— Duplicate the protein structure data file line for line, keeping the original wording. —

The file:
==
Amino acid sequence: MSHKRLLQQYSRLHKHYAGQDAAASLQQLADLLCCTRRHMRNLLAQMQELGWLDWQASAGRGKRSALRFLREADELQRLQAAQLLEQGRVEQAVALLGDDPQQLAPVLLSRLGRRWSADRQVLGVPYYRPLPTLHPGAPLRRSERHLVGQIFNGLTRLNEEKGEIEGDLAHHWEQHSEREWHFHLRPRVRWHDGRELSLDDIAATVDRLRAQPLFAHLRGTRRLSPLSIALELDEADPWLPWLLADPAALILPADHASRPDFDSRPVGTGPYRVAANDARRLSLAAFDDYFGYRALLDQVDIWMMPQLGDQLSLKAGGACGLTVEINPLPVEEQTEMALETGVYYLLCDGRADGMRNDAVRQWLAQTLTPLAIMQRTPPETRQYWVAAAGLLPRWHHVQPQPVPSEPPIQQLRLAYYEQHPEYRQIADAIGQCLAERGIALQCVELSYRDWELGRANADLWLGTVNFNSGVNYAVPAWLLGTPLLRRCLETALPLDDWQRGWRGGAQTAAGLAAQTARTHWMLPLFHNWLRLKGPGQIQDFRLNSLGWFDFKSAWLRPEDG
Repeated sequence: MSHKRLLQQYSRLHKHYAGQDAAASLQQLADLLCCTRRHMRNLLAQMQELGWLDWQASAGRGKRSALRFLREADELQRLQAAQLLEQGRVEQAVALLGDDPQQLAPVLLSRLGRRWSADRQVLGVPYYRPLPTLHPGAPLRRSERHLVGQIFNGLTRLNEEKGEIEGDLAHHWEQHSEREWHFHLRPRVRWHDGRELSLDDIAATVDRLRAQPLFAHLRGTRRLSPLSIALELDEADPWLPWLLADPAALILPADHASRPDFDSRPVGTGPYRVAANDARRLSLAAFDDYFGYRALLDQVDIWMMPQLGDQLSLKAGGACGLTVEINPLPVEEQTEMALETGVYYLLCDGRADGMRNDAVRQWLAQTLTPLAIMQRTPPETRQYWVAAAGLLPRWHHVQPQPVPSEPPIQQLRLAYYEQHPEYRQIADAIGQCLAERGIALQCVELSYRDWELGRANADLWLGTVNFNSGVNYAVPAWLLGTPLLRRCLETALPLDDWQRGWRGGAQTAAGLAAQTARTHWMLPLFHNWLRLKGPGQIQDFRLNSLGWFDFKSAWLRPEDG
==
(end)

Amino acid sequence: MSHKRLLQQYSRLHKHYAGQDAAASLQQLADLLCCTRRHMRNLLAQMQELGWLDWQASAGRGKRSALRFLREADELQRLQAAQLLEQGRVEQAVALLGDDPQQLAPVLLSRLGRRWSADRQVLGVPYYRPLPTLHPGAPLRRSERHLVGQIFNGLTRLNEEKGEIEGDLAHHWEQHSEREWHFHLRPRVRWHDGRELSLDDIAATVDRLRAQPLFAHLRGTRRLSPLSIALELDEADPWLPWLLADPAALILPADHASRPDFDSRPVGTGPYRVAANDARRLSLAAFDDYFGYRALLDQVDIWMMPQLGDQLSLKAGGACGLTVEINPLPVEEQTEMALETGVYYLLCDGRADGMRNDAVRQWLAQTLTPLAIMQRTPPETRQYWVAAAGLLPRWHHVQPQPVPSEPPIQQLRLAYYEQHPEYRQIADAIGQCLAERGIALQCVELSYRDWELGRANADLWLGTVNFNSGVNYAVPAWLLGTPLLRRCLETALPLDDWQRGWRGGAQTAAGLAAQTARTHWMLPLFHNWLRLKGPGQIQDFRLNSLGWFDFKSAWLRPEDG
Repeated sequence: MSHKRLLQQYSRLHKHYAGQDAAASLQQLADLLCCTRRHMRNLLAQMQELGWLDWQASAGRGKRSALRFLREADELQRLQAAQLLEQGRVEQAVALLGDDPQQLAPVLLSRLGRRWSADRQVLGVPYYRPLPTLHPGAPLRRSERHLVGQIFNGLTRLNEEKGEIEGDLAHHWEQHSEREWHFHLRPRVRWHDGRELSLDDIAATVDRLRAQPLFAHLRGTRRLSPLSIALELDEADPWLPWLLADPAALILPADHASRPDFDSRPVGTGPYRVAANDARRLSLAAFDDYFGYRALLDQVDIWMMPQLGDQLSLKAGGACGLTVEINPLPVEEQTEMALETGVYYLLCDGRADGMRNDAVRQWLAQTLTPLAIMQRTPPETRQYWVAAAGLLPRWHHVQPQPVPSEPPIQQLRLAYYEQHPEYRQIADAIGQCLAERGIALQCVELSYRDWELGRANADLWLGTVNFNSGVNYAVPAWLLGTPLLRRCLETALPLDDWQRGWRGGAQTAAGLAAQTARTHWMLPLFHNWLRLKGPGQIQDFRLNSLGWFDFKSAWLRPEDG